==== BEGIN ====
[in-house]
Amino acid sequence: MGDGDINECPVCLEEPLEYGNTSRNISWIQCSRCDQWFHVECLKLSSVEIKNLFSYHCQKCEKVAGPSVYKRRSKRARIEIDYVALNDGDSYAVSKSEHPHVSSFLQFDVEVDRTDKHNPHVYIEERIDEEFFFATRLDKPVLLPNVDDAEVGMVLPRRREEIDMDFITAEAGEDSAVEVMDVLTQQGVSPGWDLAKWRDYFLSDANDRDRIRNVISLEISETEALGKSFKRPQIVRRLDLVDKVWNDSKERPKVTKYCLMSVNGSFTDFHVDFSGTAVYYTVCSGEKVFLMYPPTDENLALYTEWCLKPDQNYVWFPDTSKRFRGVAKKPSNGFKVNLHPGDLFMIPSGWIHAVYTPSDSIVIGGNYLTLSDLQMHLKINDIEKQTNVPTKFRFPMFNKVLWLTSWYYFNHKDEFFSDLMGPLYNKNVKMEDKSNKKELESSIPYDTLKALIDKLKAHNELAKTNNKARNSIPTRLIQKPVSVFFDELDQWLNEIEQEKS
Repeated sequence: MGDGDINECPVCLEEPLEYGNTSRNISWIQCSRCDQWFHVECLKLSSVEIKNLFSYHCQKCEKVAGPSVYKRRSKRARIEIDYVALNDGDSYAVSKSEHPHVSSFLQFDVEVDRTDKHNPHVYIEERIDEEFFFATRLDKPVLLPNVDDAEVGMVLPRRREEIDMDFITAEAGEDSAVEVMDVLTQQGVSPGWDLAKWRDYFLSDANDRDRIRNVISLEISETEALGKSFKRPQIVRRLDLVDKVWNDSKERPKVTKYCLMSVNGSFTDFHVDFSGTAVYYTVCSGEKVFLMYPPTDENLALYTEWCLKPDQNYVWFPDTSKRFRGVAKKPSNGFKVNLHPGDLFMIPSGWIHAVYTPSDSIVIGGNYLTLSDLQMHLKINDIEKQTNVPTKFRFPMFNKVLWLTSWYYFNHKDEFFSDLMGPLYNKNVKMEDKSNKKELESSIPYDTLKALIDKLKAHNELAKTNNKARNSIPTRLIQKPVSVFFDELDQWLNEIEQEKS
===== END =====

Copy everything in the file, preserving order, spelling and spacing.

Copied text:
[in-house]
Amino acid sequence: MGDGDINECPVCLEEPLEYGNTSRNISWIQCSRCDQWFHVECLKLSSVEIKNLFSYHCQKCEKVAGPSVYKRRSKRARIEIDYVALNDGDSYAVSKSEHPHVSSFLQFDVEVDRTDKHNPHVYIEERIDEEFFFATRLDKPVLLPNVDDAEVGMVLPRRREEIDMDFITAEAGEDSAVEVMDVLTQQGVSPGWDLAKWRDYFLSDANDRDRIRNVISLEISETEALGKSFKRPQIVRRLDLVDKVWNDSKERPKVTKYCLMSVNGSFTDFHVDFSGTAVYYTVCSGEKVFLMYPPTDENLALYTEWCLKPDQNYVWFPDTSKRFRGVAKKPSNGFKVNLHPGDLFMIPSGWIHAVYTPSDSIVIGGNYLTLSDLQMHLKINDIEKQTNVPTKFRFPMFNKVLWLTSWYYFNHKDEFFSDLMGPLYNKNVKMEDKSNKKELESSIPYDTLKALIDKLKAHNELAKTNNKARNSIPTRLIQKPVSVFFDELDQWLNEIEQEKS
Repeated sequence: MGDGDINECPVCLEEPLEYGNTSRNISWIQCSRCDQWFHVECLKLSSVEIKNLFSYHCQKCEKVAGPSVYKRRSKRARIEIDYVALNDGDSYAVSKSEHPHVSSFLQFDVEVDRTDKHNPHVYIEERIDEEFFFATRLDKPVLLPNVDDAEVGMVLPRRREEIDMDFITAEAGEDSAVEVMDVLTQQGVSPGWDLAKWRDYFLSDANDRDRIRNVISLEISETEALGKSFKRPQIVRRLDLVDKVWNDSKERPKVTKYCLMSVNGSFTDFHVDFSGTAVYYTVCSGEKVFLMYPPTDENLALYTEWCLKPDQNYVWFPDTSKRFRGVAKKPSNGFKVNLHPGDLFMIPSGWIHAVYTPSDSIVIGGNYLTLSDLQMHLKINDIEKQTNVPTKFRFPMFNKVLWLTSWYYFNHKDEFFSDLMGPLYNKNVKMEDKSNKKELESSIPYDTLKALIDKLKAHNELAKTNNKARNSIPTRLIQKPVSVFFDELDQWLNEIEQEKS